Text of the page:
Team USA Spring Premiere Preview: Keep Your Enemies Closer
The U.S. under-19 men's national training team got a taste of what facing Canada will feel like when it played a de facto rivalry game against The Hill Academy (Ontario) in mid-November in Columbus, Ohio.
In the Horseshoe at Ohio State, the home of Buckeyes and Team USA U19 head coach Nick Myers, the 30-man U.S. training roster faced 33 players from the Ontario-based private school led by all-world defenseman and Canadian Brodie Merrill.
Ten were in the 63-player Canadian U19 pool that would try out for its own 30-man roster over Thanksgiving weekend in the states.
That list included attackman Jeff Teat, who canned eight goals in a variety of ways and put a smile on the face of his future coach who was in attendance, Cornell's Matt Kerwick. The list also included faceoff man Justin Inacio, an Ohio State commit who won 20 of 30 draws and tilted possession time in the Hill's favor in the 16-11 win.
The underlying storyline was in Hill, the U.S. U19 training team faced a group that practiced together every day, some for several seasons, and played many fall dates against the likes of Cornell and Colgate. The U.S. 30-player roster had been brought together for two practices and played a game together for the first time.
"For our young men, it was a slice of humble pie," Myers said. "It's an understanding that we have a long way to go as a collective group."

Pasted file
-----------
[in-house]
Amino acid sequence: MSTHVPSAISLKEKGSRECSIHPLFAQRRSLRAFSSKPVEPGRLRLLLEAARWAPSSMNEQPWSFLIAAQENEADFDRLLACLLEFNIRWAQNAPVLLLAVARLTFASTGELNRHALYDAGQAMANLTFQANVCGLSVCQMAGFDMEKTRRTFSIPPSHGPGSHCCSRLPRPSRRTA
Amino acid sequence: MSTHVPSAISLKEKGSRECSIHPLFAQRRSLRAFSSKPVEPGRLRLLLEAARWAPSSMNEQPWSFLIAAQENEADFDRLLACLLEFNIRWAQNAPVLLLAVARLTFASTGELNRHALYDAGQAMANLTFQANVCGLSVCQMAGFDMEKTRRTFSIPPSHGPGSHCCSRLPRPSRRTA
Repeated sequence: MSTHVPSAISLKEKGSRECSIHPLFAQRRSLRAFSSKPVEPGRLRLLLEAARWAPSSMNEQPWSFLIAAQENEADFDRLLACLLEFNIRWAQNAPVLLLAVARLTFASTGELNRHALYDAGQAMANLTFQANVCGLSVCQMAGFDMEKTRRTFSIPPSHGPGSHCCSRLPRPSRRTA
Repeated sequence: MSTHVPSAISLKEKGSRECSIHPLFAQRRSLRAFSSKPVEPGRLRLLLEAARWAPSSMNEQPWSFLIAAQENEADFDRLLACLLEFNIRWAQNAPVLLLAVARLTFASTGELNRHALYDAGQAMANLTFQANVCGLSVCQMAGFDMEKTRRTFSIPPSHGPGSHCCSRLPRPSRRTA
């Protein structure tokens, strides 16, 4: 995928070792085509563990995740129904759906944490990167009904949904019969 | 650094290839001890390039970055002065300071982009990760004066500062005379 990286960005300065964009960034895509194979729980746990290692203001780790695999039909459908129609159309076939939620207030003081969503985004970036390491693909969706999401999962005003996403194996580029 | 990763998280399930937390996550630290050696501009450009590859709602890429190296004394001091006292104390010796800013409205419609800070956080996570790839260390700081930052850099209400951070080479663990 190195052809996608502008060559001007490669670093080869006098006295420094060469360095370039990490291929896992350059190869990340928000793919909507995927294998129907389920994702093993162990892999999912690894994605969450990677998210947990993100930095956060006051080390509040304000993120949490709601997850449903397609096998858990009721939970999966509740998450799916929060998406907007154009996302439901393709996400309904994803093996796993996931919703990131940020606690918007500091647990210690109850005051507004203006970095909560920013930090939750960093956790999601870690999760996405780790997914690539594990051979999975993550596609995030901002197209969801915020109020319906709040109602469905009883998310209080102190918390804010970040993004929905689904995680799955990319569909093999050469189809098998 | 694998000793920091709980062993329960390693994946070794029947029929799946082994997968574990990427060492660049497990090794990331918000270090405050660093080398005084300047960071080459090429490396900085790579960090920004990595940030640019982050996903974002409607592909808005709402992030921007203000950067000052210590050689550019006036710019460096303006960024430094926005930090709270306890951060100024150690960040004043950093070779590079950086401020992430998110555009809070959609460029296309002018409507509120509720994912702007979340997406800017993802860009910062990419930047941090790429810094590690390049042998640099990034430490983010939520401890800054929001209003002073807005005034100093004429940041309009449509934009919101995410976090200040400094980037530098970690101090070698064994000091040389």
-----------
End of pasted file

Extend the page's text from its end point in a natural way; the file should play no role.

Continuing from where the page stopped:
He expects a fairer fight Jan. 10 when Team USA faces the Canadian U19 30-man roster at IMG Academy in Bradenton, Fla., at Team USA Spring Premiere. Keep your friends, close but your enemies closer. Canada handed the U.S. U19 team its first-ever international loss in July 2012 in the preliminary rounds of the world championship, before the U.S. avenged the defeat in the gold medal game. The Canadians have owned the last two big gold-medal meetings of the lacrosse rivalry, winning the 2014 men's field title in Denver and, most shocking, the U19 women's title in Scotland last summer.
The U19 men's world championship begins July 7 in Coquitlam, British Columbia. St. Joseph's coach Taylor Wray, who led the Canadian U19ers in 2012, is the head coach again.
"I think what some of these Canadians will find when they try out in November is it's hard when you bring a group together for the first time," Myers said. "We're chipping away at it. January will be our next great opportunity. This will be something we can grow from. If the men respond the right way, it will be a great opportunity when we look back on it."
Indeed, Merrill acknowledged his Hill Academy squad had an advantage in advance of its meeting with the U.S. on the campus of Ohio State. Teat, in addition to scoring eight goals, dished three assists and had remarkable chemistry with Denver-commit Riley Curtis, who also found crafty ways to finish on the crease.
North Carolina freshman Timmy Kelly and Penn State commit Mac O'Keefe led the U.S. with three goals each.